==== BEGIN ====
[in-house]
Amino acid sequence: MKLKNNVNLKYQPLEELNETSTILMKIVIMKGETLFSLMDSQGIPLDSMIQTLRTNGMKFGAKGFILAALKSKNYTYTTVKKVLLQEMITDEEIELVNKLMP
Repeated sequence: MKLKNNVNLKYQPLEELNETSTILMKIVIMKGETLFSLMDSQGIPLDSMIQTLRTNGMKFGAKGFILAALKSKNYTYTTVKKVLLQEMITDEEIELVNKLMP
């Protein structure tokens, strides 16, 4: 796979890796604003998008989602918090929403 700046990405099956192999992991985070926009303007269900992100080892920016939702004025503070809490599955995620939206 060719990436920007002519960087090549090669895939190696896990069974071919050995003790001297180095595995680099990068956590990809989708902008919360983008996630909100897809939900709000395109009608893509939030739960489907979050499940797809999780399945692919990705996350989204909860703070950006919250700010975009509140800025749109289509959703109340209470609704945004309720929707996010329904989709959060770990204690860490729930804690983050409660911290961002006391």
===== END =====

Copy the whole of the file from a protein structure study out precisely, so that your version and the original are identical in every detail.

[in-house]
Amino acid sequence: MKLKNNVNLKYQPLEELNETSTILMKIVIMKGETLFSLMDSQGIPLDSMIQTLRTNGMKFGAKGFILAALKSKNYTYTTVKKVLLQEMITDEEIELVNKLMP
Repeated sequence: MKLKNNVNLKYQPLEELNETSTILMKIVIMKGETLFSLMDSQGIPLDSMIQTLRTNGMKFGAKGFILAALKSKNYTYTTVKKVLLQEMITDEEIELVNKLMP
């Protein structure tokens, strides 16, 4: 796979890796604003998008989602918090929403 700046990405099956192999992991985070926009303007269900992100080892920016939702004025503070809490599955995620939206 060719990436920007002519960087090549090669895939190696896990069974071919050995003790001297180095595995680099990068956590990809989708902008919360983008996630909100897809939900709000395109009608893509939030739960489907979050499940797809999780399945692919990705996350989204909860703070950006919250700010975009509140800025749109289509959703109340209470609704945004309720929707996010329904989709959060770990204690860490729930804690983050409660911290961002006391």